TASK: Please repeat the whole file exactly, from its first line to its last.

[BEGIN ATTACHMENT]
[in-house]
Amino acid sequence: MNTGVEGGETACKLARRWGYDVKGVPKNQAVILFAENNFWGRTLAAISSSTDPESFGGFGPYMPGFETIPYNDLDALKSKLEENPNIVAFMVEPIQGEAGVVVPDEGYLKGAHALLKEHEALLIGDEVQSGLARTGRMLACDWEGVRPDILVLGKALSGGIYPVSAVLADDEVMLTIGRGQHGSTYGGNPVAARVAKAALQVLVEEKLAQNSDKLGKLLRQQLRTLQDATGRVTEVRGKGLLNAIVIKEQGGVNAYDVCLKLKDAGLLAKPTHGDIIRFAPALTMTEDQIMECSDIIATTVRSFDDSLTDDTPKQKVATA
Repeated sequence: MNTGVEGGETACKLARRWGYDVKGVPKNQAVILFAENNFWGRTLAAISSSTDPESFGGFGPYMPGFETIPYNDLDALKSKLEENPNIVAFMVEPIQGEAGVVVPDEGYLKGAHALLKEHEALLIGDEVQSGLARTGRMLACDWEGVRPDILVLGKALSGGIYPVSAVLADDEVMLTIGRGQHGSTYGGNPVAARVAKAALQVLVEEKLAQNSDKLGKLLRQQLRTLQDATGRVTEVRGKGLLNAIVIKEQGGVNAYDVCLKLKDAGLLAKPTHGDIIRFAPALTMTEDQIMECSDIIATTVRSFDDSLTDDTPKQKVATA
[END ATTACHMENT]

[in-house]
Amino acid sequence: MNTGVEGGETACKLARRWGYDVKGVPKNQAVILFAENNFWGRTLAAISSSTDPESFGGFGPYMPGFETIPYNDLDALKSKLEENPNIVAFMVEPIQGEAGVVVPDEGYLKGAHALLKEHEALLIGDEVQSGLARTGRMLACDWEGVRPDILVLGKALSGGIYPVSAVLADDEVMLTIGRGQHGSTYGGNPVAARVAKAALQVLVEEKLAQNSDKLGKLLRQQLRTLQDATGRVTEVRGKGLLNAIVIKEQGGVNAYDVCLKLKDAGLLAKPTHGDIIRFAPALTMTEDQIMECSDIIATTVRSFDDSLTDDTPKQKVATA
Repeated sequence: MNTGVEGGETACKLARRWGYDVKGVPKNQAVILFAENNFWGRTLAAISSSTDPESFGGFGPYMPGFETIPYNDLDALKSKLEENPNIVAFMVEPIQGEAGVVVPDEGYLKGAHALLKEHEALLIGDEVQSGLARTGRMLACDWEGVRPDILVLGKALSGGIYPVSAVLADDEVMLTIGRGQHGSTYGGNPVAARVAKAALQVLVEEKLAQNSDKLGKLLRQQLRTLQDATGRVTEVRGKGLLNAIVIKEQGGVNAYDVCLKLKDAGLLAKPTHGDIIRFAPALTMTEDQIMECSDIIATTVRSFDDSLTDDTPKQKVATA